This theme is also given a great amount of attention in Christopher Bass’ 200-page book, That You May Know: Assurance of Salvation in 1 John. In his conclusion he offers this summarisation:
This book has argued that John views the believer’s assurance of eternal life, which is grounded in the atoning sacrifice of Christ, as compatible with his or her ongoing need to persevere in righteous living. In fact, John has taught that these two ideas are inextricably tied together in that the believers’ confidence that they are children of God due to the work of Christ is set forth as a key impetus to their perseverance (3:1-3; 4:7–11; 5:18–21) and their perseverance in righteous living actually serves to bolster their assurance (e.g., 2:3-5; 3:14, 19, 24; 4:13).
Also worth quoting are some closing words from his appendix, “Who Keeps Whom”. He says this: “Throughout this epistle, John holds in tension the idea that the believer must persevere in his faith and that he can find assurance that he is in fact saved.”
But let me finish with some more thoughts from John Stott’s commentary on the Johannine epistles. He quotes Mark 13:13 (“He that shall endure unto the end, the same shall be saved”), and offers this helpful commentary: They are saved
“not because salvation is the reward of endurance, but because endurance is the hall-mark of the saved. If the false teachers had been of us, they would no doubt have continued with us. This is stated as a principle. Those who are of us stay with us. Future and final perseverance is the ultimate test of a past participation in Christ (cf. Heb. 3:14).”
Here then are some recommended commentaries, nearly all reflecting a conservative and/or evangelical point of view:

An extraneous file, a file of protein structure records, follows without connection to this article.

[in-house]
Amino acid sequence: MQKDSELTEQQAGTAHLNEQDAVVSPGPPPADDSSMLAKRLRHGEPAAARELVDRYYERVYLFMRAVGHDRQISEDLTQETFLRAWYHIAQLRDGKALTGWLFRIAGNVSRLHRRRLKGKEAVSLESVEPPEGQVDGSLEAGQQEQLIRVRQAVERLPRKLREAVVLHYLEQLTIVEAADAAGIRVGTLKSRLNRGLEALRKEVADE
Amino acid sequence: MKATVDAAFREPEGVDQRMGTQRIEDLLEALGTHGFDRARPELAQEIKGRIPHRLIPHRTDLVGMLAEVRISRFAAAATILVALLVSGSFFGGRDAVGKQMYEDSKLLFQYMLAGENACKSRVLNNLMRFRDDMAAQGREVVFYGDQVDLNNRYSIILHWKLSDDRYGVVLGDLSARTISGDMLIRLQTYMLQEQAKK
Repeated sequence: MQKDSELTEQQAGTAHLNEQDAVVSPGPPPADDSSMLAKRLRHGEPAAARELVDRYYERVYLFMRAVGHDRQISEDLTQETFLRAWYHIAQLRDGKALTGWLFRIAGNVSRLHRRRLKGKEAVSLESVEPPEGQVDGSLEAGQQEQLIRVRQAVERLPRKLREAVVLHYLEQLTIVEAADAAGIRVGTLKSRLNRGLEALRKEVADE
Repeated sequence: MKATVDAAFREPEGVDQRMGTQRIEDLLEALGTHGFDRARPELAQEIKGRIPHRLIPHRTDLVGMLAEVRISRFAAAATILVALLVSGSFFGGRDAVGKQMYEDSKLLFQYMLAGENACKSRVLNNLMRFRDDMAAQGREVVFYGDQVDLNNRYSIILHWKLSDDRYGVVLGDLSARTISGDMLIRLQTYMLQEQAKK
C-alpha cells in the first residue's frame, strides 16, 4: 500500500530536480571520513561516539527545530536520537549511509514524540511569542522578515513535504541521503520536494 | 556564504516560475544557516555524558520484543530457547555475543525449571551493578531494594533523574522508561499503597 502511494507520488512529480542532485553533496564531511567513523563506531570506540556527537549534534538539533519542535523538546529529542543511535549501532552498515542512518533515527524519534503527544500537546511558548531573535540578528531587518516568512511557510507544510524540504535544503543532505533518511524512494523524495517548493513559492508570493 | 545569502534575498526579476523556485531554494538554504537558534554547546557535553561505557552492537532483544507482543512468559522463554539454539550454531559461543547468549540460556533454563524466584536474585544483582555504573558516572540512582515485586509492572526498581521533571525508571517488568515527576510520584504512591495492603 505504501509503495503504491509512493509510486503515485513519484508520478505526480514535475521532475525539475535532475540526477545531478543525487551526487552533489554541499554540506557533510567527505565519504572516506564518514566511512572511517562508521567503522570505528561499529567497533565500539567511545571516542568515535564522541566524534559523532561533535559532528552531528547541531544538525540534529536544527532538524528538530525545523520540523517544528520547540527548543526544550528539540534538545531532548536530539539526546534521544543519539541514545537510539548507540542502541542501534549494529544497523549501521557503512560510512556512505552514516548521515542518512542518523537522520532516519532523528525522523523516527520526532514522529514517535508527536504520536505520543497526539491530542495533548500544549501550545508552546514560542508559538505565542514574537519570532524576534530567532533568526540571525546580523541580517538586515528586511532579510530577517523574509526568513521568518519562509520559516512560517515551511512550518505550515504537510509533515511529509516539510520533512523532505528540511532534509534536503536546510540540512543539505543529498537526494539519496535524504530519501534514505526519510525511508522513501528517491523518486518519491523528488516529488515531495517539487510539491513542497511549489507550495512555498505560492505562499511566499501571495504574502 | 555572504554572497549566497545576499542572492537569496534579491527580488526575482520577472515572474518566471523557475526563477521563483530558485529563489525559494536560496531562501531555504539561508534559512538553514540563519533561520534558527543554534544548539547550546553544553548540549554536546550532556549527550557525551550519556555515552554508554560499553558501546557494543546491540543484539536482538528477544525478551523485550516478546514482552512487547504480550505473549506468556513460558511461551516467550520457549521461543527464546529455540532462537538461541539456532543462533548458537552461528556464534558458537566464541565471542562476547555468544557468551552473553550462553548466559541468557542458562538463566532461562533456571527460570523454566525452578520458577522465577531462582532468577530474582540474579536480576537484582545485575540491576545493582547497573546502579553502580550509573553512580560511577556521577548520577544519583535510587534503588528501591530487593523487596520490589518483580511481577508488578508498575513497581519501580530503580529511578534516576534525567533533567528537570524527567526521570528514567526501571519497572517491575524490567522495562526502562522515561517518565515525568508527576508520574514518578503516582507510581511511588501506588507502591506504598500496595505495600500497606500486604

1,2,3 John expository commentaries
Boice, James Montgomery, The Epistles of John (Baker, 1979, 2004)
Lloyd-Jones, Martyn, Life in Christ: Studies in 1 John, 5 vols. (Crossway, 1993-1995)
O’Donnell, Douglas Sean, 1-3 John (REC, 2015)
1,2,3 John critical commentaries
Akin, Daniel, 1, 2, 3 John (NAC, 2001)
Barker, Glenn, 1, 2, 3 John (EBC, 1981)
Burge, Gary, The Letters of John (NIVAC, 1996)
Derickson, Gary, 1, 2 & 3 John (EEC, 2014)
Jackman, David, The Message of John’s Letters (BST, 1988)
Jobes, Karen, 1, 2, 3 John (ZECNT, 2014)
Johnson, Thomas, 1, 2, and 3 John (NIBC, 1993)
Kistemaker, Simon, James and I-III John (NTC, 1986)
Kruse, Colin, The Letters of John (PNTC. 2000)
Marshall, I. Howard, The Epistles of John (NICNT, 1978)
Smalley, Stephen, 1, 2, 3 John (WBC, 1984)
Stott, John, The Epistles of John (TNTC, 1964)
Thompson, Marianne Meye, 1-3 John (IVPNTC, 1992)
Witherington, Ben, A Socio-Rhetorical Commentary on Titus,1-2 Timothy, 1-3 John (IVP, 2006)
Yarbrough, Robert, 1-3 John (BECNT, 2008)
Wright, N. T., The Early Christian Letters: James, Peter, John, and Judah (WJK, 2011)
Christopher, Bass, That You May Know: Assurance of Salvation in 1 John. B&H, 2008.
Kostenberger Andreas, A Theology of John’s Gospel and Letters. Zondervan, 2009.
My recommendations on commentaries – if I have to narrow things down a bit – would be to make use of Burge, Jobes, Kruse, Stott and Yarbrough.
Happy study and happy reading.